Small Kindness

Dear Friends,
I’m thinking about small acts of kindness this morning, in part because Fiona Robyn, over at Writing Our Way Home, is hosting a “blogsplash” tomorrow on the theme of Small Kindnesses. I’m doing mine a little early, so that you all can participate too!

The idea is that you write a brief reminiscence of a small kindness that has touched your life in some way. Then share it in whatever way you like: on your blog, if you have one, on Facebook, sending it as a letter or email, or reading it to a friend or to yourself.  We’d love it if you shared yours with us here in the comments section!

Here’s how Fiona describes it: “Your small kindness might be an extra-thoughtful Christmas present you’ve never  forgotten, or the unexpected thoughtfulness of a stranger, or a small gesture that rescued you from a dark place. It might have happened this week or twenty years ago. It might be a simple list of the small kindnesses you’ve received this week, or today. It might be a small kindness you’ve been inspired to perform. Follow your inspiration..”

Here’s the one that comes to mind for me today:
Some days don’t start out well. I get distracted by worries, which leads to a paralyzing indecision: I’ll start a task only to get anxious that I should be doing something else. This creates a cycle of anxiety that seems impossible to break.

On one day like this, in the early afternoon, I finally decided to go shopping at Trader Joe’s (which in my town is really not the best place to go when you’re feeling anxious!) I felt grumpy as I navigated through the crowded narrow aisles. I felt on the verge of tears as I tried to decide between 12 different kinds of chocolate. It took me a long time to choose a bouquet of rather bedraggled sunflowers, something I thought might cheer me up.

When I finally made it to the checkout stand, the cashier asked me, in her professional cheerful voice: “How’s your day going?” I decided to answer truthfully. Rather than just shooting back the automatic Fine, or not answering at all, I said “Not so good. I’m having a hard time today.” The checker was just about to ring up my sad little bouquet, but she stopped to have a real look at me. Then she said, “how about if I just give you these flowers today, no charge,” and placed them in my hands.

I thanked her and made it out to the parking lot before I started crying. I wouldn’t say they were tears of joy, or sadness, but more like tears of relief. To have been seen, really seen, in that one moment of vulnerability, was her true gift to me.

For a long time, I’ve kept this quote near my computer: “Be kind, because everyone you meet is fighting a hard battle.” And the Dalai Lama has said: “My religion is kindness.” It can be easy to forget to be kind, especially to ourselves. Another great reminder is this song by Copper Wimmin, called “Kinder.” Take their words as a soundtrack to this season.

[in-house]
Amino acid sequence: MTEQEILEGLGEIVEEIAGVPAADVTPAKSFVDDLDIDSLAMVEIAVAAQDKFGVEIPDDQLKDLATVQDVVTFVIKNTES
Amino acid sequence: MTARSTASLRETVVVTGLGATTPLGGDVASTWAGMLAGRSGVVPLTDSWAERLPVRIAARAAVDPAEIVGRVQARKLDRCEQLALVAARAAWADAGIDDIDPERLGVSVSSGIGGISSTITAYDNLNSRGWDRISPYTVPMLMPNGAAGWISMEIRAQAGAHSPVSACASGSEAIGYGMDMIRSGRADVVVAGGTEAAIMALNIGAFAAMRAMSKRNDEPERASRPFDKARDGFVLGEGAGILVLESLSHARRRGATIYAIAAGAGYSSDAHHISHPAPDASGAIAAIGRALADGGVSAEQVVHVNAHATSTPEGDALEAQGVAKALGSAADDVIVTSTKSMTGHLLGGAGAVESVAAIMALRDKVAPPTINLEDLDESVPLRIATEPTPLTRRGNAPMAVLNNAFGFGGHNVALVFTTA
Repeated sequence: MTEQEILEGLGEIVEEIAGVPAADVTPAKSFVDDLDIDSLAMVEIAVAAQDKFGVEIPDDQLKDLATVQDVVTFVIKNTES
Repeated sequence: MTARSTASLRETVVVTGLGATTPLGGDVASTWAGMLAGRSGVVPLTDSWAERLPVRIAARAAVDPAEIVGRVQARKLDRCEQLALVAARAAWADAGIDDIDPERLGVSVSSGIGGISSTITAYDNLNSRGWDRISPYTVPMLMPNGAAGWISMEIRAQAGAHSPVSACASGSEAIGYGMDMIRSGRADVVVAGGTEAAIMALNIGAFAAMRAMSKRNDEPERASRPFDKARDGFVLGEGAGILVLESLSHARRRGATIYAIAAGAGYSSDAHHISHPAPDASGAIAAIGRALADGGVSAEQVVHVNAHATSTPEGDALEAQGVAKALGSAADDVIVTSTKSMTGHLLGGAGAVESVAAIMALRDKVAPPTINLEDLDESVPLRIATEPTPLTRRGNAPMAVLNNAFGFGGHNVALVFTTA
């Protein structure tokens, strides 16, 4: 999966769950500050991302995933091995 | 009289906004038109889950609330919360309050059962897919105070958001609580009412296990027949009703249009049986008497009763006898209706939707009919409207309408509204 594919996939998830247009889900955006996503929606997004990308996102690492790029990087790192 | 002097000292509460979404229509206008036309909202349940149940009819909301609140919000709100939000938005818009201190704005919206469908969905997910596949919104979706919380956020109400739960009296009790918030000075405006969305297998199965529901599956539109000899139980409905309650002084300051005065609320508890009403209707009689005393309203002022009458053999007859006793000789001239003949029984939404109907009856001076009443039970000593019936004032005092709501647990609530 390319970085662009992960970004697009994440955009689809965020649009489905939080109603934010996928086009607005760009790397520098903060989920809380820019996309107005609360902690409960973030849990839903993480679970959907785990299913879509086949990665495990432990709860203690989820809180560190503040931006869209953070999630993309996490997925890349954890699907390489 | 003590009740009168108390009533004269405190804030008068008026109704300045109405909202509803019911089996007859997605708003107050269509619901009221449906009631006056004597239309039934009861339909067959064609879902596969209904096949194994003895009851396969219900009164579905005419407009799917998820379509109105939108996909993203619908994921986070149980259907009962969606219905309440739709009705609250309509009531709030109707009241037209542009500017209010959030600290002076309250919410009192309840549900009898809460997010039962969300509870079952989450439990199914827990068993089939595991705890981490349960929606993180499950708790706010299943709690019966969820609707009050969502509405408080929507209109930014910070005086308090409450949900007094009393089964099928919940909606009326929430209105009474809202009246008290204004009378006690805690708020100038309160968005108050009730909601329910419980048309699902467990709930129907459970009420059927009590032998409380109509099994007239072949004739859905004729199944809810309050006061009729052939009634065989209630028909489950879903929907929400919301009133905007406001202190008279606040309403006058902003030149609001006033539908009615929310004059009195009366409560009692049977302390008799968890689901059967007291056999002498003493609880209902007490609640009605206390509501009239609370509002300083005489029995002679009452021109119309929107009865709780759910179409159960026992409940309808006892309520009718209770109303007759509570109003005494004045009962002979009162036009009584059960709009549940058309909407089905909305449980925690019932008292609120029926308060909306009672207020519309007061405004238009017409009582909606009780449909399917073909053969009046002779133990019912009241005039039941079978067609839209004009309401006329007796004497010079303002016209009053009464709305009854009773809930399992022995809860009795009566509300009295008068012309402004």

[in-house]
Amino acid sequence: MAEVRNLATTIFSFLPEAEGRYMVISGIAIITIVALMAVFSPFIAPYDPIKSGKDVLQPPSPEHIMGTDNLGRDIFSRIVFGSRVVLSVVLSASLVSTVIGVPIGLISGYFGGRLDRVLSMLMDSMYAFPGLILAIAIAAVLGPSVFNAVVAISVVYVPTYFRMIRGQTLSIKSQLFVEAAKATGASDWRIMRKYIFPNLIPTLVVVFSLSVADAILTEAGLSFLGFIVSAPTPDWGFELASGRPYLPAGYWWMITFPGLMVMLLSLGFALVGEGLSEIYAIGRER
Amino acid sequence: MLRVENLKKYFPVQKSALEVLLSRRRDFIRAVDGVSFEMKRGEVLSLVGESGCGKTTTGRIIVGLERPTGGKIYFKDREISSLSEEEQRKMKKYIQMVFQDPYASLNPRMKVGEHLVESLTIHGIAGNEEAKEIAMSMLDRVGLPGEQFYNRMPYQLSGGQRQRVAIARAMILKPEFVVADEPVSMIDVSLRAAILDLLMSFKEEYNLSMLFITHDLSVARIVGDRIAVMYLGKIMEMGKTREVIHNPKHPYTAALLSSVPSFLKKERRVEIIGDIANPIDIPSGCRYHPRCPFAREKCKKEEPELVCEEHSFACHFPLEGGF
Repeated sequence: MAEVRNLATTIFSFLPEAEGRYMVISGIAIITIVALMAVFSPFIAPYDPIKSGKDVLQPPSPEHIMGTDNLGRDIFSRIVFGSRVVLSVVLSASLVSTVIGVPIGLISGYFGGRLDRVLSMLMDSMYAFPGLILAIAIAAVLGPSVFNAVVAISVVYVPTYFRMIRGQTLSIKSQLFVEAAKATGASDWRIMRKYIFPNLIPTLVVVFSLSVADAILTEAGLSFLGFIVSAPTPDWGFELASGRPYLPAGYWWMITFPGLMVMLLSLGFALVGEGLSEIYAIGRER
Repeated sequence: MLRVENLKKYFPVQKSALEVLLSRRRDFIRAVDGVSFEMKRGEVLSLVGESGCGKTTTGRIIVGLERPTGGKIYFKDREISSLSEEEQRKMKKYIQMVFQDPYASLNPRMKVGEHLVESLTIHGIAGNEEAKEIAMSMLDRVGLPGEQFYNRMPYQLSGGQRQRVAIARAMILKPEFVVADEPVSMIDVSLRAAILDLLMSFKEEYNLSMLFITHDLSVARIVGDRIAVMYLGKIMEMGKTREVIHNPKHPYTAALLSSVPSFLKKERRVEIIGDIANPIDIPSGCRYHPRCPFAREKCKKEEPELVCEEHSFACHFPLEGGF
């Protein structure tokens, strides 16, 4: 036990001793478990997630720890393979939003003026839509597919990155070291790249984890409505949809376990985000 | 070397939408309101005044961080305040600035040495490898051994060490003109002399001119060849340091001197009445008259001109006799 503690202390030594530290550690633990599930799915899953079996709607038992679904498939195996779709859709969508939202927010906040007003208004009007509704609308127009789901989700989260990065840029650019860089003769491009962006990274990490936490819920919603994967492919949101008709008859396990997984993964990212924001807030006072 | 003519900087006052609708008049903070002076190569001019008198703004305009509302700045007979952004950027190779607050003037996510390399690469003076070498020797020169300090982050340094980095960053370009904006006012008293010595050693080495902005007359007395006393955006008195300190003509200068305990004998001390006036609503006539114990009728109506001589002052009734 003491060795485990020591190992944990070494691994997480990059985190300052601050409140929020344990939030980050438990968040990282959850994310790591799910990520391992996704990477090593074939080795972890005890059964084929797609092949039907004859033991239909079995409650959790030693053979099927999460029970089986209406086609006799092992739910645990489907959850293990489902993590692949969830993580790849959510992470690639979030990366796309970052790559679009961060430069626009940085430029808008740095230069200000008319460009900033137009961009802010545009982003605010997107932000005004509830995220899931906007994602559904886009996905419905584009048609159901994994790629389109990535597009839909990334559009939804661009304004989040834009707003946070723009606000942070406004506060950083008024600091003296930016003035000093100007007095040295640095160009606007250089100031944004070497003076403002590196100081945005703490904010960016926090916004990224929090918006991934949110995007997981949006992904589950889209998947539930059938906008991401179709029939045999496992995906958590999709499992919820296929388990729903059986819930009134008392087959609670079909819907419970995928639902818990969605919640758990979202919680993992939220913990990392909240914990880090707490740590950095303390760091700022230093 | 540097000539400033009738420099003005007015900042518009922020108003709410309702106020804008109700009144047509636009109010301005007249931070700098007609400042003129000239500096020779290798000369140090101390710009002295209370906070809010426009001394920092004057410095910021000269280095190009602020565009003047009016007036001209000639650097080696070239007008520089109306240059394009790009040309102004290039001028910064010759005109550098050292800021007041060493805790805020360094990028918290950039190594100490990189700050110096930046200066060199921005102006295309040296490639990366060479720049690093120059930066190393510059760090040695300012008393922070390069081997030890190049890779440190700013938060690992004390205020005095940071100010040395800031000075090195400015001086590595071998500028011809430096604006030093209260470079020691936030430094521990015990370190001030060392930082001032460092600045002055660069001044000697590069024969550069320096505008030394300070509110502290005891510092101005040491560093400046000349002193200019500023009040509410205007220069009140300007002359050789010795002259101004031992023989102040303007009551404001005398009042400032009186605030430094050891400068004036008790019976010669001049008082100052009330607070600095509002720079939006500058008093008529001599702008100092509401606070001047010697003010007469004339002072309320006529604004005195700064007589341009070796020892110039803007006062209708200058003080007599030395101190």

With love,
Brenda
P.S.: For those of you in the Seattle area, Holly and I will be at Elliot Bay Books on Sunday, Dec. 2, 2:00 p.m.. Come say hello!

6 thoughts on “Small Kindness

  1. Brenda,
    Your story is a lovely reminder that when we speak from the heart, sometimes we are truly seen. Not always, but it’s worth the risk, isn’t it? You always made me feel “seen” as I, too, have spinning my wheels days. Thanks for the Copper Wimmin song as well.

  2. “Hurry up.” “Get a move on.” “What’s the hold up?” “Any day, now.”
    As I was growing up, my family teased and criticized me for being too slow. Whenever my brother had dishwashing duty, he grabbed my dinner plate before I was finished eating. At Christmas, we opened gifts one person/one gift at a time. I meticulously unwrapped mine so the paper wouldn’t tear, feeling the heat of my siblings fidgeting to get to their turn. Even as an adult I’m still on my salad when everyone else at the table has moved on to dessert. I’m still holding down dog, when the rest of the yoga class has flattened into plank. Always the last person out of the house, the last one through the door.
    In my fifties, attending a silent retreat, I was wandering the grounds when the bell sounded to signal the start of our after-lunch sit. The teacher was a few yards away, looking in my direction. I became nervous. I picked up my pace. “No hurry,” he said. “I’ll wait for you.”
    The words carried so much force, they stopped me. My throat constricted with the urge to cry, but I couldn’t even breathe. I didn’t believe him. He stood there, feet planted, smiling at me. He tapped the bell once more. “I’ll wait for you.” We both stood still until that singing bowl’s last echo faded.

  3. Brenda,

    Thank you so much for this blog entry on your kindness. It’s a gentle reminder in that we all need to stop and truly listen to how others are doing. For me, I think that’s one of my reasons why 90% of the time I answer honestly when someone asks me: “How are you doing?” even if they aren’t genuinely interested in my well-being. Still, the customary “fine” kind of grates on my ears, and it’s refreshing to truly see the vulnerability in others as well as our own when we answer truthfully.

    Thank you, and may you have many more sunflowers in your life.

    Kathy